Based on how you have configured lead scoring, leads will begin accumulating score values based on the information you have gathered about them, as well as the event activity they have taken with your website. Lead Scoring is a fantastic tool to help segment and prioritize the leads that land in your sales funnel, but one of the key considerations a business should take into account when using our Lead Scoring system is how long score value should remain static, without decrementing.
For example, if a lead "John Smith" visits your website today, views every page with a lead score rule, and fills out the entirety of their information on a Contact Us form, John Smith will accumulate a very high lead score. If John Smith never returns to our site, without a system to decrement his value he would be inaccurately flagged as a "Hot Lead" in perpetuity. In order to mitigate this and provide an accurate reflection of the lead's engagement, we use Lead Score Decay.
What is Lead Score Decay?
Lead Score Decay is effectively a half-life, and represents the amount of time it should take for a lead to be half as important as it used to be. In SharpSpring, your decay is based on the Lead Score Half-Life you setup, from 1 week up to 52 weeks (incremented in one week periods). Alternatively not to use the decay at all. The latter is not recommend, as without some sort of Lead Score Decay, score values would remain static, even if a lead takes part in an event activity on one day, and never takes part in an event again.
How does it work?
Once you have set your Lead Score Decay time period, all lead event activity will decay based on that timeframe. The decay will be calculated daily across the chosen time period. If the lead takes part in no further event activity during that time period, that the lead's score will have decayed to be half the value of the initial score.
Lead score will not decay if a lead:
- Fills out a form
- Visits a tracked page
- Clicks a link in an email
- Views a Media Center asset
The chart below shows how a lead score with a Lead Score Decay time period of 4 weeks. We can see on day 28 (week 4) that our score value, which started at 250, has decayed down to 125.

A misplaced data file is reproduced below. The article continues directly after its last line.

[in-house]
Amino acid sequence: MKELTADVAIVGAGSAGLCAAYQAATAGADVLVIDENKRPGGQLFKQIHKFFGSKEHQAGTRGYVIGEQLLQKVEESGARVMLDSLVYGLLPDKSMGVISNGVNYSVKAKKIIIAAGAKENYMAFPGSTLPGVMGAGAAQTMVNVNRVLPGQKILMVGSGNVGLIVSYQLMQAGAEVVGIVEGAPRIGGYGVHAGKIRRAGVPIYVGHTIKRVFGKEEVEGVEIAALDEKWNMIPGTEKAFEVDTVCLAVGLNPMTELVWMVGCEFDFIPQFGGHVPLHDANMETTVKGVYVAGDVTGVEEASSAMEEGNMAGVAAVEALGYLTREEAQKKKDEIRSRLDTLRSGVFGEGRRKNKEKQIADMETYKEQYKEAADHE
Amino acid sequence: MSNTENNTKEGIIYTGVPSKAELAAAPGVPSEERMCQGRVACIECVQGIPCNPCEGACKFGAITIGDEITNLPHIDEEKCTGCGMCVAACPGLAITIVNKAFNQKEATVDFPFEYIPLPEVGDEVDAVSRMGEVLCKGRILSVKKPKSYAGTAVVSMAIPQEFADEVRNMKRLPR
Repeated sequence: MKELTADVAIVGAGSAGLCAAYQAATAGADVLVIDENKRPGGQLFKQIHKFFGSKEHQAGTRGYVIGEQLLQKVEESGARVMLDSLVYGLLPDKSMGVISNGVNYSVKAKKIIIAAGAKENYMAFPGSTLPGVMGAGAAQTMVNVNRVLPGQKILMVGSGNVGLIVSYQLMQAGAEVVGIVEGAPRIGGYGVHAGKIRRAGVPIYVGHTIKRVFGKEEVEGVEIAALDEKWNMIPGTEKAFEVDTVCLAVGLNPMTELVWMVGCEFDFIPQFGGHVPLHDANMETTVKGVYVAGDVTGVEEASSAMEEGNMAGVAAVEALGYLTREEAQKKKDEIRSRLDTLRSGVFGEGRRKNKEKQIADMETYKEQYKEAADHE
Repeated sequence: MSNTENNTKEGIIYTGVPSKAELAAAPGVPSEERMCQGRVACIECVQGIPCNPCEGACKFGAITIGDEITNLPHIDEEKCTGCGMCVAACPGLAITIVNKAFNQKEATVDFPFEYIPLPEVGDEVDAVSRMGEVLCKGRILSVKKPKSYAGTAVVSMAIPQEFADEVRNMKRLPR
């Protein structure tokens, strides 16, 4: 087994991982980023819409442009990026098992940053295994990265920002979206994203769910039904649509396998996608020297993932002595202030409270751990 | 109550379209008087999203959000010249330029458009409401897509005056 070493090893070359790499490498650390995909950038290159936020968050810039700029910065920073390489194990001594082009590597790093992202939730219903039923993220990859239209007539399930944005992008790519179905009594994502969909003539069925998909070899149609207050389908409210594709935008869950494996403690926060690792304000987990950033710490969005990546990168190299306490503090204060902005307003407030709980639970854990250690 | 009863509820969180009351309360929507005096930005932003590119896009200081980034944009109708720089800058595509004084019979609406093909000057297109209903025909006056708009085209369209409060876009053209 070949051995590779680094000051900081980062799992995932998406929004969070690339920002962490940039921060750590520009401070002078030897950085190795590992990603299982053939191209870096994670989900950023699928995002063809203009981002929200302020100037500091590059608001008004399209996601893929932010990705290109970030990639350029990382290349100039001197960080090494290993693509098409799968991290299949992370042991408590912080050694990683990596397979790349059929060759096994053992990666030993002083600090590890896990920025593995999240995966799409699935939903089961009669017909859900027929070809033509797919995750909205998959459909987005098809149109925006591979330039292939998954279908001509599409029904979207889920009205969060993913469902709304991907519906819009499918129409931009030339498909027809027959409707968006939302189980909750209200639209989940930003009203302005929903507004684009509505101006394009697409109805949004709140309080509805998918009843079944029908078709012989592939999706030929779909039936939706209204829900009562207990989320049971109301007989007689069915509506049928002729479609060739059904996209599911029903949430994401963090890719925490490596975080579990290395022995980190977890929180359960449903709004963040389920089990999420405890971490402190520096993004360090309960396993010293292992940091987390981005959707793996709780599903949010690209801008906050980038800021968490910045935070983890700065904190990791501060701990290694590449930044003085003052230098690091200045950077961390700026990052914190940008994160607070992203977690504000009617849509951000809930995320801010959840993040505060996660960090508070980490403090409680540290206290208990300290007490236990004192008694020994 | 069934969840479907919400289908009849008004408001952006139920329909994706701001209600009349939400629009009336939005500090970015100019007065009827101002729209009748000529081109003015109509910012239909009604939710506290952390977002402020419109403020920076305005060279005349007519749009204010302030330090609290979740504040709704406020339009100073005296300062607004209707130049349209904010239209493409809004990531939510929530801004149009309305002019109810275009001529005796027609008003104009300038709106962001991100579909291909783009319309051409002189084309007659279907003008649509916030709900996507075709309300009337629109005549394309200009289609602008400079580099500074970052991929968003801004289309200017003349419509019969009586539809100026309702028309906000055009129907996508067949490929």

How future event activity increments the score
Lead Score can be incremented by either an event activity a lead takes part in (website visit, form submission, etc.) or information the lead provides (First Name, Last Name, Email, etc.). It's important to note that activities will decay over time, while information does not. To put this into perspective, if a lead submits a form with their Name, Email, and Title, the value of that information will not change. Alternatively, the event of the form submission (and associated website visit) will decrement over time, as if a lead has not been on our website over the course of a few weeks, that previous event is not as valuable due to the duration that has passed since the form submission/visit.
If a Lead takes part in an event that would increment lead scoring during the decay period, their lead score will grow based on the specific event. For example, if a lead gets 25 points for providing their email address (information) and 10 points for visiting companyname.com/pricing (event activity) their lead score will grow based on the Lead Score Rules you have configured.
As the lead's score decreases over time, the next event activity a lead takes part in that increments their score will count from the current value, which includes any decay up until that point. For example, if a lead had a score of 100 which decayed down to 60 after the course of a few months, and that lead then took part in an an event that incremented his lead score by 20 points, the new lead score would be 80. Decay activity is event specific, meaning that if a lead took part in Event A on January 1st, which accumulated 80 points; and Event B on February 1st, which accumulated 60 points, Event A would be one month into it's decay when the points from Event B are added to the total Lead Score Value. However, this does not reset the lead score decay on Event A, it will continue to decay for the set time period, with Event B's decay beginning on February 1st.